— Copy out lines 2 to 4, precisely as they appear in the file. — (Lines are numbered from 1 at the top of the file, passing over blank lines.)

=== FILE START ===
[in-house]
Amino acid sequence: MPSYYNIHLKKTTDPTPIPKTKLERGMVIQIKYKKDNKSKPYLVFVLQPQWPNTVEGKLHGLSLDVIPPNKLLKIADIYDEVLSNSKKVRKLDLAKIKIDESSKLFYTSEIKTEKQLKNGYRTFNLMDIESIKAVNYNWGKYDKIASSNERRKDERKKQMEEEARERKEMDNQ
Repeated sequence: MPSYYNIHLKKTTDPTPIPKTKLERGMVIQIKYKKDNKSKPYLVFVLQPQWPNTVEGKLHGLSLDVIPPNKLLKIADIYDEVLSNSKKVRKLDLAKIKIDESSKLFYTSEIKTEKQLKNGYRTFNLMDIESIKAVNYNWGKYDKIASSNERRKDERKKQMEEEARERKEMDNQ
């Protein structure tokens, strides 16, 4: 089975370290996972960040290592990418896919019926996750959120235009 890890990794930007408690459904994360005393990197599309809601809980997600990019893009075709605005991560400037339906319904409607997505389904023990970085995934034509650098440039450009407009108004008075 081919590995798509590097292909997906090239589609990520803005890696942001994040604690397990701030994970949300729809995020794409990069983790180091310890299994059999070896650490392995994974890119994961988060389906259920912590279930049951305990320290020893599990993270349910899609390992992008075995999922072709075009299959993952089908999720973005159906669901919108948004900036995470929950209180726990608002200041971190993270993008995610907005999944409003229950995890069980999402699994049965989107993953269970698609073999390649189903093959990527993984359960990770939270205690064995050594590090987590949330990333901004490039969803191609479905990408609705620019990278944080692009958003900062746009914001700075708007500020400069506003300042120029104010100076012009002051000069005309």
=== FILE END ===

Amino acid sequence: MPSYYNIHLKKTTDPTPIPKTKLERGMVIQIKYKKDNKSKPYLVFVLQPQWPNTVEGKLHGLSLDVIPPNKLLKIADIYDEVLSNSKKVRKLDLAKIKIDESSKLFYTSEIKTEKQLKNGYRTFNLMDIESIKAVNYNWGKYDKIASSNERRKDERKKQMEEEARERKEMDNQ
Repeated sequence: MPSYYNIHLKKTTDPTPIPKTKLERGMVIQIKYKKDNKSKPYLVFVLQPQWPNTVEGKLHGLSLDVIPPNKLLKIADIYDEVLSNSKKVRKLDLAKIKIDESSKLFYTSEIKTEKQLKNGYRTFNLMDIESIKAVNYNWGKYDKIASSNERRKDERKKQMEEEARERKEMDNQ
């Protein structure tokens, strides 16, 4: 089975370290996972960040290592990418896919019926996750959120235009 890890990794930007408690459904994360005393990197599309809601809980997600990019893009075709605005991560400037339906319904409607997505389904023990970085995934034509650098440039450009407009108004008075 081919590995798509590097292909997906090239589609990520803005890696942001994040604690397990701030994970949300729809995020794409990069983790180091310890299994059999070896650490392995994974890119994961988060389906259920912590279930049951305990320290020893599990993270349910899609390992992008075995999922072709075009299959993952089908999720973005159906669901919108948004900036995470929950209180726990608002200041971190993270993008995610907005999944409003229950995890069980999402699994049965989107993953269970698609073999390649189903093959990527993984359960990770939270205690064995050594590090987590949330990333901004490039969803191609479905990408609705620019990278944080692009958003900062746009914001700075708007500020400069506003300042120029104010100076012009002051000069005309």